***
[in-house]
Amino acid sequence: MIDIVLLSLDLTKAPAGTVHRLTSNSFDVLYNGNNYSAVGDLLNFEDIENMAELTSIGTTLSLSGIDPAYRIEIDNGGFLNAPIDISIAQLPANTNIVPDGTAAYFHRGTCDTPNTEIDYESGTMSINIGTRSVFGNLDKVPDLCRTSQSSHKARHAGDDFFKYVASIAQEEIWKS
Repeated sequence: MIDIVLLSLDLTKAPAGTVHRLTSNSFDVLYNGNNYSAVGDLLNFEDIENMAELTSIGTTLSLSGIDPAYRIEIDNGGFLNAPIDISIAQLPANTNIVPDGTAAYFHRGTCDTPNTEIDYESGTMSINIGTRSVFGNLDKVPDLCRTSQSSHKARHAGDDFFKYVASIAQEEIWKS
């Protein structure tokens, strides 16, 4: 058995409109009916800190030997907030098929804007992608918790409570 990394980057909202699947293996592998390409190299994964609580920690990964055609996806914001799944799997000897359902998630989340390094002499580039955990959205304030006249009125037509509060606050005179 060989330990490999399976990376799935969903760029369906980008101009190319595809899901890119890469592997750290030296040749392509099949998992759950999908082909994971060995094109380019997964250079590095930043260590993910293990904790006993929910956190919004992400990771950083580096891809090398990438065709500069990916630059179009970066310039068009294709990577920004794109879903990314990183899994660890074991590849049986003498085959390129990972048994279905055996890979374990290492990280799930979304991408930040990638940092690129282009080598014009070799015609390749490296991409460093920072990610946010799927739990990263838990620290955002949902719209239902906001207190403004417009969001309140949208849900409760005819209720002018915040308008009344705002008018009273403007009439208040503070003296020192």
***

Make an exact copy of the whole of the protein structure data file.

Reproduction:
[in-house]
Amino acid sequence: MIDIVLLSLDLTKAPAGTVHRLTSNSFDVLYNGNNYSAVGDLLNFEDIENMAELTSIGTTLSLSGIDPAYRIEIDNGGFLNAPIDISIAQLPANTNIVPDGTAAYFHRGTCDTPNTEIDYESGTMSINIGTRSVFGNLDKVPDLCRTSQSSHKARHAGDDFFKYVASIAQEEIWKS
Repeated sequence: MIDIVLLSLDLTKAPAGTVHRLTSNSFDVLYNGNNYSAVGDLLNFEDIENMAELTSIGTTLSLSGIDPAYRIEIDNGGFLNAPIDISIAQLPANTNIVPDGTAAYFHRGTCDTPNTEIDYESGTMSINIGTRSVFGNLDKVPDLCRTSQSSHKARHAGDDFFKYVASIAQEEIWKS
């Protein structure tokens, strides 16, 4: 058995409109009916800190030997907030098929804007992608918790409570 990394980057909202699947293996592998390409190299994964609580920690990964055609996806914001799944799997000897359902998630989340390094002499580039955990959205304030006249009125037509509060606050005179 060989330990490999399976990376799935969903760029369906980008101009190319595809899901890119890469592997750290030296040749392509099949998992759950999908082909994971060995094109380019997964250079590095930043260590993910293990904790006993929910956190919004992400990771950083580096891809090398990438065709500069990916630059179009970066310039068009294709990577920004794109879903990314990183899994660890074991590849049986003498085959390129990972048994279905055996890979374990290492990280799930979304991408930040990638940092690129282009080598014009070799015609390749490296991409460093920072990610946010799927739990990263838990620290955002949902719209239902906001207190403004417009969001309140949208849900409760005819209720002018915040308008009344705002008018009273403007009439208040503070003296020192």